Tebbit questions Major's honour

LORD TEBBIT yesterday stepped up his campaign for a Maastricht referendum as he questioned the honour of John Major and Douglas Hurd, the Foreign Secretary, in their handling of Britain's ratification of the treaty following its initial rejection by Denmark.

Until the weekend, ministers had undertaken that if the Danish people said 'no' a second time, that meant 'no' for Britain too, Lord Tebbit said. 'Now it seems that if they say 'yes' it means 'yes' and that if they say 'no' it means 'yes'.'

He said that at December's Edinburgh summit Mr Hurd had promised that if the Danes voted 'no' again the two countries would unite in resisting further moves to economic and political union.

Mr Hurd was reported on Sunday as saying that if the Danes voted 'no' again, there would be 'a crisis affecting Denmark's position in the Community'. He was said to have added: 'I am not saying we would not take part in any further arrangement. We can't obviously say that we are not going to sign any European treaty.'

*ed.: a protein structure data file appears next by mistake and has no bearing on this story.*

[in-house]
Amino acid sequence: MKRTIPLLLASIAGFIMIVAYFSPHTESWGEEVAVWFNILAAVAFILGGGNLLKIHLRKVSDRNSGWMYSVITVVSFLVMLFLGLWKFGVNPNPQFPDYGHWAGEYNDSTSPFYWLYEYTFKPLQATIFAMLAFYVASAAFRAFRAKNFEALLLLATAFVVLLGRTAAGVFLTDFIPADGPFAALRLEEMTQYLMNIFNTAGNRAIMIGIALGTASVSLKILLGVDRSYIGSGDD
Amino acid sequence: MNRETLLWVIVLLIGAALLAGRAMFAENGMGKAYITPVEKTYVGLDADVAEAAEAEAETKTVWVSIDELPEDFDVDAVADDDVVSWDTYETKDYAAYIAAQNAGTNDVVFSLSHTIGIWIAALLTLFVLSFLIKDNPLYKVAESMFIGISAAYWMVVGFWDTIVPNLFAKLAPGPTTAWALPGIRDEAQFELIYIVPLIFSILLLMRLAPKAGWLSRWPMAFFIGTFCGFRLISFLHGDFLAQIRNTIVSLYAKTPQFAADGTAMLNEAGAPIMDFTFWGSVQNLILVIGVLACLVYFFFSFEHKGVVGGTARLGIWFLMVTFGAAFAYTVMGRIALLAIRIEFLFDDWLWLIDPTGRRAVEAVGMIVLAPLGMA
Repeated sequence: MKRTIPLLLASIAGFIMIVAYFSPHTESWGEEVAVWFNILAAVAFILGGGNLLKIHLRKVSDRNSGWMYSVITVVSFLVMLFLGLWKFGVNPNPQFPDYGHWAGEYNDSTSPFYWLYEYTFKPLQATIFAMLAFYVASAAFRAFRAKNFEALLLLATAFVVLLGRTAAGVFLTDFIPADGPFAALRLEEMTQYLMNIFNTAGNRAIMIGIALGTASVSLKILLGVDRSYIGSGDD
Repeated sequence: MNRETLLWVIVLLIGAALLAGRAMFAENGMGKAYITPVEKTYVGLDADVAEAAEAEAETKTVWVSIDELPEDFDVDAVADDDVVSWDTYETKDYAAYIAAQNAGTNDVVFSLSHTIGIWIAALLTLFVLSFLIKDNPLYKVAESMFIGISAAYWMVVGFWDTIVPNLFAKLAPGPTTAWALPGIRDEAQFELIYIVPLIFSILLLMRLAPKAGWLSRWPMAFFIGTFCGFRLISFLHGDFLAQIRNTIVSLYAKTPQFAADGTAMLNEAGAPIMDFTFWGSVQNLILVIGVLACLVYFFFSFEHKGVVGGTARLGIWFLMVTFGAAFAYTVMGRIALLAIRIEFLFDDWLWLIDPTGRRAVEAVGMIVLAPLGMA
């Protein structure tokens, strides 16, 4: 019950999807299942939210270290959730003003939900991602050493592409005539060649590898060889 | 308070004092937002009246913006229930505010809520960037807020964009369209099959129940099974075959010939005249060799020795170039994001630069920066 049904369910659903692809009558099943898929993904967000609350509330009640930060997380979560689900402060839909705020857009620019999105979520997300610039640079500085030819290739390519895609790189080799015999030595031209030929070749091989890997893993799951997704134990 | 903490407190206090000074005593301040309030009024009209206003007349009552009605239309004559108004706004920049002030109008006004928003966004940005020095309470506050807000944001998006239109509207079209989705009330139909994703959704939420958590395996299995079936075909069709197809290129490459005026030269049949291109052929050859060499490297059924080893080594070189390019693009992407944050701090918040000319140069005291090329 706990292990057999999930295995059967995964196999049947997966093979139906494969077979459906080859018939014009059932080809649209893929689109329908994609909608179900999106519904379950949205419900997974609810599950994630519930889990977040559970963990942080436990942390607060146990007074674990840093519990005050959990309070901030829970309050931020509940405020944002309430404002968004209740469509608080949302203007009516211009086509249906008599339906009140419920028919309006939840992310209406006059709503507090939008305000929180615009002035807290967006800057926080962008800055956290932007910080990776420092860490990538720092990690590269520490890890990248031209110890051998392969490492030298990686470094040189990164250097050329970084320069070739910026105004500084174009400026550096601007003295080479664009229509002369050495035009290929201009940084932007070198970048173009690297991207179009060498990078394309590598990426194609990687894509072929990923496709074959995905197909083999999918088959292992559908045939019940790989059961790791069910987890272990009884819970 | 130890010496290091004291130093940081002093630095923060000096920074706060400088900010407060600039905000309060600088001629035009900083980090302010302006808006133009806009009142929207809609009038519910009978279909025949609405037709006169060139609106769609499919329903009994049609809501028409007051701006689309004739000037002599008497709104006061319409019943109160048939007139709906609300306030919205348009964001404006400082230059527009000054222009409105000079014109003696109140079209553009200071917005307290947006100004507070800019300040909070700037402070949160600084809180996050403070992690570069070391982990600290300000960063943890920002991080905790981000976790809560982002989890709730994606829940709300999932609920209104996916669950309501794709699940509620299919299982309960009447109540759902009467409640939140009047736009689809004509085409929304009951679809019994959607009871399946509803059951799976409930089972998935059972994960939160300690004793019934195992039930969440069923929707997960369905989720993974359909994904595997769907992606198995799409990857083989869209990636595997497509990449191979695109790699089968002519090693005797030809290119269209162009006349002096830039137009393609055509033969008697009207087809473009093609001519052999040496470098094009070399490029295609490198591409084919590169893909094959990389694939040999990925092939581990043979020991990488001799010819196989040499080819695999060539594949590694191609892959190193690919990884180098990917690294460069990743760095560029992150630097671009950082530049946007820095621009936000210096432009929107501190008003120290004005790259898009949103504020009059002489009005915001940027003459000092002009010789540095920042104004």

Lord Tebbit said: 'What is Mr Hurd saying? If his words have any meaning they can mean only that the pledge he gave at Edinburgh, the pledges of the Prime Minister too, were not matters of honour, just words to help get the Maastricht Bill through Parliament. I have to say that what he is reported to have said covers this government with shame.'

He said the Treaty was a 'huge step' towards changing a self-governing state into a province of the European union. 'And this they (government ministers) tell you is not a matter for you (the British public). It is not even a matter for . . . members of Parliament. It is just a matter for the party whips.'

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